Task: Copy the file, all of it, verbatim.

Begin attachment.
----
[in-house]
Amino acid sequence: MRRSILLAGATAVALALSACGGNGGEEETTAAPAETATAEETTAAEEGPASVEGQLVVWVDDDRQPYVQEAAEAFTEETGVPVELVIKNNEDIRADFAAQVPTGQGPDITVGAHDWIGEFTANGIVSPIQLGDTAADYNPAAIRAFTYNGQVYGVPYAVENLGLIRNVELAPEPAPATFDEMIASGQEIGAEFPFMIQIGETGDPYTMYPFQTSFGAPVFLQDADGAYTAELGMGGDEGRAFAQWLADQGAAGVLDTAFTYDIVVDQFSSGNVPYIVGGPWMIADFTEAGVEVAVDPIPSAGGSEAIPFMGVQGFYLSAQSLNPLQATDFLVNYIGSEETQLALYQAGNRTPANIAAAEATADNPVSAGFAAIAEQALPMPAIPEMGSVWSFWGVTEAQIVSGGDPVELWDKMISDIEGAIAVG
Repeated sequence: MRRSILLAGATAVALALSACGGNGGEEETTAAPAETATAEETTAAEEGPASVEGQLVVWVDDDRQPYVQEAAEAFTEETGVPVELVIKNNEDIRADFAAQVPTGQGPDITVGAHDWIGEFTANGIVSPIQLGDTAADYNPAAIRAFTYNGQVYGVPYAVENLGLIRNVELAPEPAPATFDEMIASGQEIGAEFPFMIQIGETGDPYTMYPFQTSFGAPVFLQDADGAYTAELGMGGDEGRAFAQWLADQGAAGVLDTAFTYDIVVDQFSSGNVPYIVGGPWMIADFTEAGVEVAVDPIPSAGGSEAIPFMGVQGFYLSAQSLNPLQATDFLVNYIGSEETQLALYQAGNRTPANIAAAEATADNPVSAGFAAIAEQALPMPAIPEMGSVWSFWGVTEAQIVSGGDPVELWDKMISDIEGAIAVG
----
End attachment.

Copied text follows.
[in-house]
Amino acid sequence: MRRSILLAGATAVALALSACGGNGGEEETTAAPAETATAEETTAAEEGPASVEGQLVVWVDDDRQPYVQEAAEAFTEETGVPVELVIKNNEDIRADFAAQVPTGQGPDITVGAHDWIGEFTANGIVSPIQLGDTAADYNPAAIRAFTYNGQVYGVPYAVENLGLIRNVELAPEPAPATFDEMIASGQEIGAEFPFMIQIGETGDPYTMYPFQTSFGAPVFLQDADGAYTAELGMGGDEGRAFAQWLADQGAAGVLDTAFTYDIVVDQFSSGNVPYIVGGPWMIADFTEAGVEVAVDPIPSAGGSEAIPFMGVQGFYLSAQSLNPLQATDFLVNYIGSEETQLALYQAGNRTPANIAAAEATADNPVSAGFAAIAEQALPMPAIPEMGSVWSFWGVTEAQIVSGGDPVELWDKMISDIEGAIAVG
Repeated sequence: MRRSILLAGATAVALALSACGGNGGEEETTAAPAETATAEETTAAEEGPASVEGQLVVWVDDDRQPYVQEAAEAFTEETGVPVELVIKNNEDIRADFAAQVPTGQGPDITVGAHDWIGEFTANGIVSPIQLGDTAADYNPAAIRAFTYNGQVYGVPYAVENLGLIRNVELAPEPAPATFDEMIASGQEIGAEFPFMIQIGETGDPYTMYPFQTSFGAPVFLQDADGAYTAELGMGGDEGRAFAQWLADQGAAGVLDTAFTYDIVVDQFSSGNVPYIVGGPWMIADFTEAGVEVAVDPIPSAGGSEAIPFMGVQGFYLSAQSLNPLQATDFLVNYIGSEETQLALYQAGNRTPANIAAAEATADNPVSAGFAAIAEQALPMPAIPEMGSVWSFWGVTEAQIVSGGDPVELWDKMISDIEGAIAVG